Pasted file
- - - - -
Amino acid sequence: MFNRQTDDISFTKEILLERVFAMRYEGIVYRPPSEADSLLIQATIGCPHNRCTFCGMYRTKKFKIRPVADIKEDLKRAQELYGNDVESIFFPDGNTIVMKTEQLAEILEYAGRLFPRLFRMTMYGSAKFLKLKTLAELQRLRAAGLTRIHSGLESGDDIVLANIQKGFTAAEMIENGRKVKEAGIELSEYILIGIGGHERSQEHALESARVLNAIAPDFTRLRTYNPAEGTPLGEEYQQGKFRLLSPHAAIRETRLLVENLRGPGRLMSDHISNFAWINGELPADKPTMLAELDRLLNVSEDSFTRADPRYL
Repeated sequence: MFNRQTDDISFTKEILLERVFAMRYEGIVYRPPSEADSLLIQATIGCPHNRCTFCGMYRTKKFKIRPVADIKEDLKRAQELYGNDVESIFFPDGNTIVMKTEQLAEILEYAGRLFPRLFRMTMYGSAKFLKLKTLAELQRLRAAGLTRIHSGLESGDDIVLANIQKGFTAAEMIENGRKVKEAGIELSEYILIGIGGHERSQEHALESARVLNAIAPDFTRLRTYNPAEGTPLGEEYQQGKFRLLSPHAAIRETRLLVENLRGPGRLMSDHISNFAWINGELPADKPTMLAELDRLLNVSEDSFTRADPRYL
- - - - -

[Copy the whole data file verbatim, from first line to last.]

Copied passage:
Amino acid sequence: MFNRQTDDISFTKEILLERVFAMRYEGIVYRPPSEADSLLIQATIGCPHNRCTFCGMYRTKKFKIRPVADIKEDLKRAQELYGNDVESIFFPDGNTIVMKTEQLAEILEYAGRLFPRLFRMTMYGSAKFLKLKTLAELQRLRAAGLTRIHSGLESGDDIVLANIQKGFTAAEMIENGRKVKEAGIELSEYILIGIGGHERSQEHALESARVLNAIAPDFTRLRTYNPAEGTPLGEEYQQGKFRLLSPHAAIRETRLLVENLRGPGRLMSDHISNFAWINGELPADKPTMLAELDRLLNVSEDSFTRADPRYL
Repeated sequence: MFNRQTDDISFTKEILLERVFAMRYEGIVYRPPSEADSLLIQATIGCPHNRCTFCGMYRTKKFKIRPVADIKEDLKRAQELYGNDVESIFFPDGNTIVMKTEQLAEILEYAGRLFPRLFRMTMYGSAKFLKLKTLAELQRLRAAGLTRIHSGLESGDDIVLANIQKGFTAAEMIENGRKVKEAGIELSEYILIGIGGHERSQEHALESARVLNAIAPDFTRLRTYNPAEGTPLGEEYQQGKFRLLSPHAAIRETRLLVENLRGPGRLMSDHISNFAWINGELPADKPTMLAELDRLLNVSEDSFTRADPRYL